Abraham Lincoln, Kentucky African Americans and the Constitution: Collection of Essays
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A collection of essays discussing African Americans in Kentucky and their relationship with Abraham Lincoln and his policies.
Part I: Abraham Lincoln, America's "Agent of Change"
Part II: "The Lincolns, Slavery and Opening of the West"
Part III: Kentucky African Americans And the Constitution
Part IV: Kentucky and the Civil War
Lincoln with emancipating enslaved Africans. ―Lincoln needed the masses in the middle. Equating his use of Jefferson‘s words with the rights of black people was only one possible interpretation. Many did not understand the president‘s words in those terms. Equality could carry civil, economic, social, or racial connotations. To middle-of-the-road folk, the liberty he spoke about could be the white man‘s liberty. To think that way, they had to sidestep the full meaning of the Emancipation
proscription, was rapidly fading away from the face of our whole country; under his rule, and in due time, about as soon after all as the country could tolerate the strange spectacle, we saw our brave sons and brothers laying off the rags of bondage, and being clothed all over in the blue uniforms of the soldiers of the United States; under his rule we saw two hundred thousand of our dark and dusky people responding to the call of Abraham Lincoln…with muskets on their shoulders,…‖ 42[emphasis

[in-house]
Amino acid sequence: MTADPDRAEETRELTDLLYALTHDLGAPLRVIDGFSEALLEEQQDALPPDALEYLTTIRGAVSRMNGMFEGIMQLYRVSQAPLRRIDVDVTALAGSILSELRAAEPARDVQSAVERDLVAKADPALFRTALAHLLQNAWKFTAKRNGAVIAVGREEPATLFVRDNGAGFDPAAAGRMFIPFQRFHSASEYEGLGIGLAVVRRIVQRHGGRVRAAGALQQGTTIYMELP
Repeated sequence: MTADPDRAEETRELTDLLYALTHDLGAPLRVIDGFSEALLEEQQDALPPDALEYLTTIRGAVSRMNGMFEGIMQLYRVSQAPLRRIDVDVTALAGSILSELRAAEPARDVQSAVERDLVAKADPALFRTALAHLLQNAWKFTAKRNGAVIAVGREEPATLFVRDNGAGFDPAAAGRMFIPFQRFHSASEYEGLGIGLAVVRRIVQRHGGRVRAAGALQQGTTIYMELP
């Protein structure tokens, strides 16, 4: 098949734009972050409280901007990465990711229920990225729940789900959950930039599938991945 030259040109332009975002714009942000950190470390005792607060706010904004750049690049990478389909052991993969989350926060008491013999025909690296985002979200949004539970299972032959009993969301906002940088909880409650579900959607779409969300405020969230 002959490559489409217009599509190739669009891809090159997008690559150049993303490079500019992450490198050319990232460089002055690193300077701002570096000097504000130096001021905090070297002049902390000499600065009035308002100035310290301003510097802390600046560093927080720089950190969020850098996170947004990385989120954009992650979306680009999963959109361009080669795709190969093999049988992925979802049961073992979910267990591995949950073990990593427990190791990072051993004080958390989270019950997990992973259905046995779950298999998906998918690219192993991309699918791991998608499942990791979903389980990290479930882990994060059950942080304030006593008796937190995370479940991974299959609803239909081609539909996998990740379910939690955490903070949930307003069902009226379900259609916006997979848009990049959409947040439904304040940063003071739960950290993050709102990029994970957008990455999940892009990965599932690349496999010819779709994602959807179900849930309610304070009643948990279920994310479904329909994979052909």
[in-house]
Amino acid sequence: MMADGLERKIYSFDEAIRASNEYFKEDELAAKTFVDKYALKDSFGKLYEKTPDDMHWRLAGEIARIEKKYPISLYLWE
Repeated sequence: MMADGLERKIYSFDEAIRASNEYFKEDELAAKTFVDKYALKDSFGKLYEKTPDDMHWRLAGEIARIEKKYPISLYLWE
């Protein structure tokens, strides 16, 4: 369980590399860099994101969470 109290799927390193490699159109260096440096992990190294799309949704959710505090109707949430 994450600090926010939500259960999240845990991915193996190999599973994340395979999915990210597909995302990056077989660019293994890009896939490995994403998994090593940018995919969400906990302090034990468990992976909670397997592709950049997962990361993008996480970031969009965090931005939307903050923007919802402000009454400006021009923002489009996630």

then, as ever, to be guided by the Constitution, and the laws; and that he probably will have no different understanding of the powers, and duties of the Federal government, relatively to the rights of the States, and the people, under the Constitution, than that expressed in the inaugural address. He desires to preserve the government, that it may be administered for all, as it was administered by the men who made it. Loyal citizens everywhere, have the right to claim this of their government;
January 1863, Kentucky, Senate, Journal, 718. 19 J.F. Robinson to Abraham Lincoln, 6 October 1862, Abraham Lincoln Papers at the Library of Congress, accessed 7 January 2010. 20 Robinson, ―Message,‖ 8 January 1863, Kentucky, Senate, Journal, 721; Gen. A. Baird to Lt. T.G. Beaham, Asst. Adj. Gen., Hdqtr., Army of Kentucky, 18 Nov. 1862, The War of the Rebellion: A Compilation of the Official Records of the Union and Confederate Armies, 128 vols. (Washington: Government Printing Office,
February 15, 1864, Gideon Welles, Secretary of the Navy, wrote in his monumental diary that Lincoln consulted his Generals as frequently as he did Seward and, consequently, Winfield Scott, George McClellan and Henry W. Halleck had exercised more influence than they should have and often in the wrong direction. the gawky, poorly dressed, gaunt westerner with little political experience and no savoir faire. Admittedly some changed their minds about Lincoln in time, but men like Salmon Chase and